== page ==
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Places to go see salmon as they return to Puget Sound-area rivers

Fall is (finally!) here, and salmon are returning to streams and rivers around the Puget Sound. Watch for these natural beauties at the viewing sites listed below (check out the Salmon SEEson map, too) as they make their seasonal journey. Some of the best viewing is in September.

Chittenden Locks, Seattle

Watch salmon migrate up the fish ladder at Ballard's Chittenden Locks mid-June through October, with the best viewing in September. Professional naturalists provide daily salmon talks at the fish ladder following free one-hour tours. Call 206-783-7059 for current information.


Duwamish River, Tukwila and Seattle

Visit three sites – Codiga Park, Tukwila Gardens Park and North Wind's Weir – on the Duwamish River to see Chinook, Coho, Chum and Steelhead migrate to upstream spawning beds. Learn more about the salmon at Longfellow Creek Salmon Community Day, Saturday, October 6, 10a.m. at Greg Davis Park, 2600 SW Brandon St, Seattle. Visit for the latest information about fish sightings, restoration work, tides and tours. You can also visit the Facebook page or email

Sammamish River Trail, Redmond

Spot adult Coho, Sockeye and Chinook salmon in September and October as they migrate up the Sammamish River to their spawning grounds in Bear Creek. Contact Peter Holte at 425-556-2822 or for current information on where salmon have been seen, and when and where expert city staff will be available to answer questions. Here's some information about salmon in Redmond.

Lake Sammamish State Park, Issaquah

Lake Sammamish State Park has a boardwalk trail near where the lake feeds into Issaquah Creek. This where several salmon species make their final journey from the lake up the creek to the salmon hatchery and beyond. The best viewing occurs mid-September through mid-October, with volumes usually highest in early October. Here is a map of the park. You will need a Discover Pass to park at the state park. There is an automated pay station in the parking lot where you can buy one.

Issaquah Salmon Hatchery

Watch from the bridge and viewing windows as salmon make their way up Issaquah creek. You can take a self-guided tour of the Issaquah Salmon Hatchery from September through November, dawn to dusk. In addition, trained docents from Friends of the Issaquah Salmon Hatchery will lead guided tours at 11 a.m. and 1 p.m. Saturdays and Sundays from September through early November. Visit for more information. The hatchery is located at 125 W. Sunset Way in Issaquah.

Bear Creek, Woodinville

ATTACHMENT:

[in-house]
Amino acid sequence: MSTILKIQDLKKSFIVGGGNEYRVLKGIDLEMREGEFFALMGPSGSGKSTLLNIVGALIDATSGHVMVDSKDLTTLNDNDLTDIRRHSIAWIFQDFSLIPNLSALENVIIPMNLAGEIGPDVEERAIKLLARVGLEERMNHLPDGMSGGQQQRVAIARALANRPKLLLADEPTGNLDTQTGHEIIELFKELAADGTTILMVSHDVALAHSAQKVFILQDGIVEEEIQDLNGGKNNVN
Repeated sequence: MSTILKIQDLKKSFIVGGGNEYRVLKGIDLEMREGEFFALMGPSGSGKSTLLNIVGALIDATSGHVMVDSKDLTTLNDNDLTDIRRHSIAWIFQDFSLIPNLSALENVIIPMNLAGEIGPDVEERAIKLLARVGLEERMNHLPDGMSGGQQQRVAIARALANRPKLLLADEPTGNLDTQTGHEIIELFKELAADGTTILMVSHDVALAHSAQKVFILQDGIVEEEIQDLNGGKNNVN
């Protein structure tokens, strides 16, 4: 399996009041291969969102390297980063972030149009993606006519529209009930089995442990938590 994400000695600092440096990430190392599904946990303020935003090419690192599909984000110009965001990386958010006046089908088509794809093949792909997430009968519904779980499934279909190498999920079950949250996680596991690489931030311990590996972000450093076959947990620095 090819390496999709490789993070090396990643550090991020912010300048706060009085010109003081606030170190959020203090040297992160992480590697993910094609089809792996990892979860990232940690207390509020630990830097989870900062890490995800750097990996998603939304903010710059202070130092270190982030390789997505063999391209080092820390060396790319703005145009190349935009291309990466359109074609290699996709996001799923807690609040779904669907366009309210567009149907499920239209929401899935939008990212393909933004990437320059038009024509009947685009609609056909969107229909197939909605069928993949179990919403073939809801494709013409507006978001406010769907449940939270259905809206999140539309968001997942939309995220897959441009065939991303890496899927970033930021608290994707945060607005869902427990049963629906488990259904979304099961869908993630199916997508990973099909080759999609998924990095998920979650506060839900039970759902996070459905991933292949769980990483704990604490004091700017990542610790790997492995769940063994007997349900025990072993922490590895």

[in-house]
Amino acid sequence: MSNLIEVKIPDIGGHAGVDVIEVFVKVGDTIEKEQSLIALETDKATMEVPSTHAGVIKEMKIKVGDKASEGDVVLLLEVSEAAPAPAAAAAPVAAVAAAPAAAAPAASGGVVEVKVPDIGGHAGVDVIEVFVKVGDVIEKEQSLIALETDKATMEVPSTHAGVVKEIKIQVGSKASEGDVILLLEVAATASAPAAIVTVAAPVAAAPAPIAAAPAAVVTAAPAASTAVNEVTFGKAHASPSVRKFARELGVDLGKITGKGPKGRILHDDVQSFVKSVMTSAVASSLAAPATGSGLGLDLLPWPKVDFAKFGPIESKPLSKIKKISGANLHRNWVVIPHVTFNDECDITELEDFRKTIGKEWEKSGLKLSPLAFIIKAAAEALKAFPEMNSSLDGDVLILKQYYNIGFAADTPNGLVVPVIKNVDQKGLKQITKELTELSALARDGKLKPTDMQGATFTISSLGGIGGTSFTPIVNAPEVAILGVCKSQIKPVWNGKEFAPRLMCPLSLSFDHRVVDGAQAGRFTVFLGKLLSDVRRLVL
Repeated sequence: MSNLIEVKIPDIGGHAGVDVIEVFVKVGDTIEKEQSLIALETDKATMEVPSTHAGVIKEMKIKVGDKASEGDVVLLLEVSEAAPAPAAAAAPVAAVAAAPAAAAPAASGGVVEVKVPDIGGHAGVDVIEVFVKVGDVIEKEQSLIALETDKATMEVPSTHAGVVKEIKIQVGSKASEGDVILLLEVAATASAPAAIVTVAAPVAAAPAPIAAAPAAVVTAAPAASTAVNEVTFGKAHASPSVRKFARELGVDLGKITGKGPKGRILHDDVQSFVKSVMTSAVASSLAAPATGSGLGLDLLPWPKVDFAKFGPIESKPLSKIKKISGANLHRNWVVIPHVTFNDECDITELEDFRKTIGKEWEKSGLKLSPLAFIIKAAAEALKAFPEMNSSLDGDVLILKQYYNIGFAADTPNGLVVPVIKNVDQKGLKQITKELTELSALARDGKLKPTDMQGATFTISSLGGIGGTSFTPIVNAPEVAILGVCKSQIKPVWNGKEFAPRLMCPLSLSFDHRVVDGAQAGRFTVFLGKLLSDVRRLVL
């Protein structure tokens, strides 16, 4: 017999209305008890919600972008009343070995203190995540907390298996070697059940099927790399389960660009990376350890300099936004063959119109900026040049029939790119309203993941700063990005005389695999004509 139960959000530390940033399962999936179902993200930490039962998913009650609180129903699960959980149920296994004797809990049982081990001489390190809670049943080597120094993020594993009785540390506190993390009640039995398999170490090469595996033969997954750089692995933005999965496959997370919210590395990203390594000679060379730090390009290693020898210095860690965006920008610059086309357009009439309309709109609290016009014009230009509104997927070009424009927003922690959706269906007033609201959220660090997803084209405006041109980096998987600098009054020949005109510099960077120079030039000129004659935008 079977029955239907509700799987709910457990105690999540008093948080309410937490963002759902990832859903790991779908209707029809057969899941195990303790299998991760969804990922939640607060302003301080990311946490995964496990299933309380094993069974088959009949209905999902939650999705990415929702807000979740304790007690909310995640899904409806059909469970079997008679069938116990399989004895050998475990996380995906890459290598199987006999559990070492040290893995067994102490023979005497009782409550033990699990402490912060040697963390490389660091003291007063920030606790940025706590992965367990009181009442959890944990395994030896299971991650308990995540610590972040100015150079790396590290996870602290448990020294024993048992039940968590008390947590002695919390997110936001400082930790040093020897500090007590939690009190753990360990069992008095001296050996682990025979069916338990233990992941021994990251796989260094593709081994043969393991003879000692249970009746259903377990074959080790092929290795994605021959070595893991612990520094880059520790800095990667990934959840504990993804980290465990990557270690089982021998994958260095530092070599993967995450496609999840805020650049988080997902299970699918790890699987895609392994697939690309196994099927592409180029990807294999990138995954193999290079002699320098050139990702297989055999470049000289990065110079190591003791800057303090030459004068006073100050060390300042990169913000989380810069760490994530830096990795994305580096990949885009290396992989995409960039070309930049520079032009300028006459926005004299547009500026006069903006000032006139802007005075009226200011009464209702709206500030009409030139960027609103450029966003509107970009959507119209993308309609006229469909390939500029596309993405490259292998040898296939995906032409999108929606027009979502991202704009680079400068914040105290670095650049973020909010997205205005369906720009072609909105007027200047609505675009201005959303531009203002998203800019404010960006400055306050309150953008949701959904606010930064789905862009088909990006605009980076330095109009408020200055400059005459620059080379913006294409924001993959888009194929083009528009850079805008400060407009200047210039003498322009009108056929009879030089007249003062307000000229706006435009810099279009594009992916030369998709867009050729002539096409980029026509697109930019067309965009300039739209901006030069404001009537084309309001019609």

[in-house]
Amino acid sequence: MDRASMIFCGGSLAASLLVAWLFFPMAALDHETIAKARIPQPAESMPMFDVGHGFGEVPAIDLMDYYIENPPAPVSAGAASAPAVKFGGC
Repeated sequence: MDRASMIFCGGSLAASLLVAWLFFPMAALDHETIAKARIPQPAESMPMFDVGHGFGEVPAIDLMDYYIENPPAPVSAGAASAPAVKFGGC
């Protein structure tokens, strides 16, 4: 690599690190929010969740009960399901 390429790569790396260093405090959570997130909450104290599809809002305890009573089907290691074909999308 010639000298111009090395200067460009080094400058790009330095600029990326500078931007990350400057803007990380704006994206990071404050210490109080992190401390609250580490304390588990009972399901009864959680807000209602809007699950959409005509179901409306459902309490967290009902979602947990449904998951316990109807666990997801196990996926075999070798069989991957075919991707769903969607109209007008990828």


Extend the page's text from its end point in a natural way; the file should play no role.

Meet the salmon with help from Water Tenders volunteers on several dates in October. Head to the Tolt Pipeline where it crosses Mink Road Northeast (between Northeast 148th Street and Northeast 150th Place) in Woodinville. Park on either side of the road and walk east on the pipeline trail about one-half mile to the kiosk at Bear Creek. More information is available from

Bear Creek, Redmond

View Sockeye and Chinook salmon in Bear Creek from late September to mid-November by visiting a short trail located behind Redmond's Keep It Simple Farm, located at 12526 Avondale Road N.E. This is a self-guided tour, although you may also call to schedule a docent-led group tour (suggested donation of $5 per person). To schedule a tour email

Kelsey Creek, Bellevue

You may see salmon returning to Kelsey Creek in October at the Mercer Slough fish ladder south of Southeast 8th Street in Bellevue and at the west tributary at Kelsey Creek Farm Park. There is a webcam providing views on what is going on in the creek. Call or email for updates before you go: 425-452-5200 or

Cedar River, Renton

Join the Cedar River Salmon Journey and see spawning salmon at four sites along the Cedar River near Renton. Experienced volunteer naturalists will be available from 11 a.m. to 4 p.m. on several October dates at Jones Park, Cedar River Park, Cavanaugh Pond and Landsburg Park and Dam.

Piper's Creek, North Seattle

See hundreds of returning Chum and Coho make their way into Piper's Creek at Carkeek Park throughout November and December. On weekends during the return, salmon stewards greet guests by the creek to explain the salmon's life cycle, habitat and human influence on both. On Sunday, Nov. 18, there will be special all-ages activities to welcome the salmon home. For information, visit the Carkeek Park Salmon Stewards Facebook page.

Ebright and Lewis Creeks, near Lake Sammamish

If you are patient and lucky, you might see little red Kokanee. They are the same species as Sockeye but spend their whole lives in freshwater streams and lakes. From early November through late January these native fish run at creeks feeding into Lake Sammamish. The runs have been quite small, and scientists are worried the Sammamish Kokanee are near extinction. A site which had hosted a webcam in one of the creeks now shows three-year-old video. Here's a map showing where to look for them.

For more information about these viewing opportunities, visit and click on "Salmon SEEson." Also on the website, you can learn how to protect salmon and their habitat this fall and year-round. Feel free to drop us a line in the comments field about your favorite place to view salmon!